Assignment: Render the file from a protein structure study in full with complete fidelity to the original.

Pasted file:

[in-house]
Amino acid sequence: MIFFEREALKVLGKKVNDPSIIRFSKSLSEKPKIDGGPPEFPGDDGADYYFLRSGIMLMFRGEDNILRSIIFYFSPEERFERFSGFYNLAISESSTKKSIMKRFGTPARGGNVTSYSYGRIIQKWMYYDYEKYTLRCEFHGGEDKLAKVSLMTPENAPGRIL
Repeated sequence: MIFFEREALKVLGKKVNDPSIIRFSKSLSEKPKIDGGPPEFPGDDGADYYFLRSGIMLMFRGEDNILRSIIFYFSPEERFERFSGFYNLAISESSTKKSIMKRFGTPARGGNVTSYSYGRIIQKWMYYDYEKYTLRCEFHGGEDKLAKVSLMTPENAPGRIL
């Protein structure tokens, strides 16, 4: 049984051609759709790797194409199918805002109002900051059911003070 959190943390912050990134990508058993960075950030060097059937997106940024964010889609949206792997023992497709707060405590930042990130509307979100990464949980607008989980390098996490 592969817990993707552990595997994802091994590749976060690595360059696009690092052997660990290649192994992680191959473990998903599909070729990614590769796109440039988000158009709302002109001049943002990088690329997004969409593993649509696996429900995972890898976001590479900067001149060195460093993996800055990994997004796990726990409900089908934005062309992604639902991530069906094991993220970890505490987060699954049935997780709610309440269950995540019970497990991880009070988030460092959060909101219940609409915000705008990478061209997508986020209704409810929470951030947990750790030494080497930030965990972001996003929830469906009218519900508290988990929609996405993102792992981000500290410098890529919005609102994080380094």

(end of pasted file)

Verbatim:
[in-house]
Amino acid sequence: MIFFEREALKVLGKKVNDPSIIRFSKSLSEKPKIDGGPPEFPGDDGADYYFLRSGIMLMFRGEDNILRSIIFYFSPEERFERFSGFYNLAISESSTKKSIMKRFGTPARGGNVTSYSYGRIIQKWMYYDYEKYTLRCEFHGGEDKLAKVSLMTPENAPGRIL
Repeated sequence: MIFFEREALKVLGKKVNDPSIIRFSKSLSEKPKIDGGPPEFPGDDGADYYFLRSGIMLMFRGEDNILRSIIFYFSPEERFERFSGFYNLAISESSTKKSIMKRFGTPARGGNVTSYSYGRIIQKWMYYDYEKYTLRCEFHGGEDKLAKVSLMTPENAPGRIL
């Protein structure tokens, strides 16, 4: 049984051609759709790797194409199918805002109002900051059911003070 959190943390912050990134990508058993960075950030060097059937997106940024964010889609949206792997023992497709707060405590930042990130509307979100990464949980607008989980390098996490 592969817990993707552990595997994802091994590749976060690595360059696009690092052997660990290649192994992680191959473990998903599909070729990614590769796109440039988000158009709302002109001049943002990088690329997004969409593993649509696996429900995972890898976001590479900067001149060195460093993996800055990994997004796990726990409900089908934005062309992604639902991530069906094991993220970890505490987060699954049935997780709610309440269950995540019970497990991880009070988030460092959060909101219940609409915000705008990478061209997508986020209704409810929470951030947990750790030494080497930030965990972001996003929830469906009218519900508290988990929609996405993102792992981000500290410098890529919005609102994080380094």